Culture

The Pizzagate Shooter Just Wanted To Help The ‘Innocent People Suffering,’ But ‘The Intel Wasn’t 100 Percent’

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The New York Times managed to score an interview with Edgar Welch, the North Carolina man who’s become better known as the Pizzagate shooter, and the whole thing is just astonishing and heartbreaking and sad and frightening.

For benefit of those of you unfamiliar with the Pizzagate story, some background: it centers around a conspiracy that was spread on social media by people like Gen Michael Flynn and his son — and further fueled by influential cuckoo bird Alex Jones — that claims that Hillary Clinton and John Podesta, who ran her presidential campaign, have been running a child sex slavery ring out of the basement of a DC-area pizza joint, Comet Ping-Pong. (Yeah.) An armed Welch showed up at the restaurant on Sunday to “investigate” the whole thing, firing shots in the process. Fortunately no one was hurt.

Which brings us to this: Welch, who is 28 and married with two young children, was apprehended and arrested and Adam Goldman of the Times was allowed to interview him for 45 minutes via videoconference. He said he woke up on Sunday morning and told his wife and kids “he had some things to do.” He told the reporter that he felt his “heart breaking over the thought of innocent people suffering” and that he wanted to “shine some light on” Pizzagate. However, he said that when he arrived at the restaurant he says it became evident that “the intel on this wasn’t 100 percent.”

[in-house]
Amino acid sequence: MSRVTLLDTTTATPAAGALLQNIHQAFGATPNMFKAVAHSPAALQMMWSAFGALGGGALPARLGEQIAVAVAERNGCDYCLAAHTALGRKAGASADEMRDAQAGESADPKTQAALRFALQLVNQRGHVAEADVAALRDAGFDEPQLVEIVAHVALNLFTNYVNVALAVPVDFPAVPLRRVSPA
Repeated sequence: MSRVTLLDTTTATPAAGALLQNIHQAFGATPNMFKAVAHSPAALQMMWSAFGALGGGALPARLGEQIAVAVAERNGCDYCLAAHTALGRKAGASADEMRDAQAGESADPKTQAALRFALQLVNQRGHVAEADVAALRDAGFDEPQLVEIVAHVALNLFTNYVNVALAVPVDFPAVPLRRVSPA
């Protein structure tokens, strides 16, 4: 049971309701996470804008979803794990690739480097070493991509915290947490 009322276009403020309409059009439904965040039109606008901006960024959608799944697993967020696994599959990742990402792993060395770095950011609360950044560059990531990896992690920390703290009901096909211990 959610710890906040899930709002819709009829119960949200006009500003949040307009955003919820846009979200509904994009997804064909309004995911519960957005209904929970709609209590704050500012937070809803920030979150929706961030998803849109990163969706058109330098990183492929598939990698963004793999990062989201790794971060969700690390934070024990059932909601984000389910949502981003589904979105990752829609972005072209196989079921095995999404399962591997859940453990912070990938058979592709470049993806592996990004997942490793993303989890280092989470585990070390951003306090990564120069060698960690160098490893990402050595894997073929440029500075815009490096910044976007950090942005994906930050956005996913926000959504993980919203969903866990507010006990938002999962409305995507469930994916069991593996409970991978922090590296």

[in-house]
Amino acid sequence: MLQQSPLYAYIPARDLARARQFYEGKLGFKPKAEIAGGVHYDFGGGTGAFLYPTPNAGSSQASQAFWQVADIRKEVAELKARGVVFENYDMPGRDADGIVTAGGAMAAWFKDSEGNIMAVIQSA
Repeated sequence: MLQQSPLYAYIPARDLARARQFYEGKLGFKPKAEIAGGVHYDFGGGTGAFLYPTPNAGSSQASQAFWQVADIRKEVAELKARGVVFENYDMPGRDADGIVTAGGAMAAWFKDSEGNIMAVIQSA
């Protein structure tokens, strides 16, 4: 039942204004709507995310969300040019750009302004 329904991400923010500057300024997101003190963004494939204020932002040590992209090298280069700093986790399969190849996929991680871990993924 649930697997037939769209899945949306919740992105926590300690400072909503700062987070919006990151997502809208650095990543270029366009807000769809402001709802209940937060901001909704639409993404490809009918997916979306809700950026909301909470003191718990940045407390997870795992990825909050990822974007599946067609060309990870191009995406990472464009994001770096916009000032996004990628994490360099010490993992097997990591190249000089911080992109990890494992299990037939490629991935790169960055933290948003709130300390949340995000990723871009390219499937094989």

When Goldman asked Welch about how he came to learn about Pizzagate, he said the following (emphasis ours):

He said it was through word of mouth. After recently having internet service installed at his house, he was “really able to look into it.” He said that substantial evidence from a combination of sources had left him with the “impression something nefarious was happening.” He said one article on the subject led to another and then another. He said he did not like the term fake news, believing it was meant to diminish stories outside the mainstream media, which he does not completely trust.

Here’s hoping the purveyors of fake news like this guy — who undoubtably helped poison Welch’s vulnerable mind with the flood of articles he says he read on the subject — at least have a little trouble sleeping at night.

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